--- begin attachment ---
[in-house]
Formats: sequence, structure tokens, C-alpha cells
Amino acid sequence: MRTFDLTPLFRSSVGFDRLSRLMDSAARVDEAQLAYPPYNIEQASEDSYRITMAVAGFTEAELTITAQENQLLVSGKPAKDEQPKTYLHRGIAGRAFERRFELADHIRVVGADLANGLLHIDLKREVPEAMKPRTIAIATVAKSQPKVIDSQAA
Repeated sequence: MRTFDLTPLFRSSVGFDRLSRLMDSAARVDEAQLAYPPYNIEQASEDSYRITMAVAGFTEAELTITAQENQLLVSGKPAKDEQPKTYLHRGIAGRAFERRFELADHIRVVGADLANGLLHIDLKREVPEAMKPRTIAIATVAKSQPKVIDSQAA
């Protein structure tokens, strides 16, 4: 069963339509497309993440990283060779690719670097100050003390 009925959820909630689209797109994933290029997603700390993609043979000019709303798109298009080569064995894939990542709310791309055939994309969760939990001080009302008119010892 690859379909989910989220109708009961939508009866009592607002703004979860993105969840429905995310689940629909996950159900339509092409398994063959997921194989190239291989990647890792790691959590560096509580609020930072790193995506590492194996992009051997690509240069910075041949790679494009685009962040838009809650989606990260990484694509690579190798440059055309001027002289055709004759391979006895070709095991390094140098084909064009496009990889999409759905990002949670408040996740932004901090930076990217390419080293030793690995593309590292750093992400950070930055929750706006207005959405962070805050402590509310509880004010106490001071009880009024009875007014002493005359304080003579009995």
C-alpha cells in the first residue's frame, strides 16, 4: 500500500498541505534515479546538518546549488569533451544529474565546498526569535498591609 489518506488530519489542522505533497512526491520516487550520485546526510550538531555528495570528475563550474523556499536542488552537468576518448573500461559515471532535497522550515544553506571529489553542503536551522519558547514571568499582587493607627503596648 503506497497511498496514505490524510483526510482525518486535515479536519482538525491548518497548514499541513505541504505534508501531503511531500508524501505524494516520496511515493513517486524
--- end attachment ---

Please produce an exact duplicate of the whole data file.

[in-house]
Formats: sequence, structure tokens, C-alpha cells
Amino acid sequence: MRTFDLTPLFRSSVGFDRLSRLMDSAARVDEAQLAYPPYNIEQASEDSYRITMAVAGFTEAELTITAQENQLLVSGKPAKDEQPKTYLHRGIAGRAFERRFELADHIRVVGADLANGLLHIDLKREVPEAMKPRTIAIATVAKSQPKVIDSQAA
Repeated sequence: MRTFDLTPLFRSSVGFDRLSRLMDSAARVDEAQLAYPPYNIEQASEDSYRITMAVAGFTEAELTITAQENQLLVSGKPAKDEQPKTYLHRGIAGRAFERRFELADHIRVVGADLANGLLHIDLKREVPEAMKPRTIAIATVAKSQPKVIDSQAA
């Protein structure tokens, strides 16, 4: 069963339509497309993440990283060779690719670097100050003390 009925959820909630689209797109994933290029997603700390993609043979000019709303798109298009080569064995894939990542709310791309055939994309969760939990001080009302008119010892 690859379909989910989220109708009961939508009866009592607002703004979860993105969840429905995310689940629909996950159900339509092409398994063959997921194989190239291989990647890792790691959590560096509580609020930072790193995506590492194996992009051997690509240069910075041949790679494009685009962040838009809650989606990260990484694509690579190798440059055309001027002289055709004759391979006895070709095991390094140098084909064009496009990889999409759905990002949670408040996740932004901090930076990217390419080293030793690995593309590292750093992400950070930055929750706006207005959405962070805050402590509310509880004010106490001071009880009024009875007014002493005359304080003579009995």
C-alpha cells in the first residue's frame, strides 16, 4: 500500500498541505534515479546538518546549488569533451544529474565546498526569535498591609 489518506488530519489542522505533497512526491520516487550520485546526510550538531555528495570528475563550474523556499536542488552537468576518448573500461559515471532535497522550515544553506571529489553542503536551522519558547514571568499582587493607627503596648 503506497497511498496514505490524510483526510482525518486535515479536519482538525491548518497548514499541513505541504505534508501531503511531500508524501505524494516520496511515493513517486524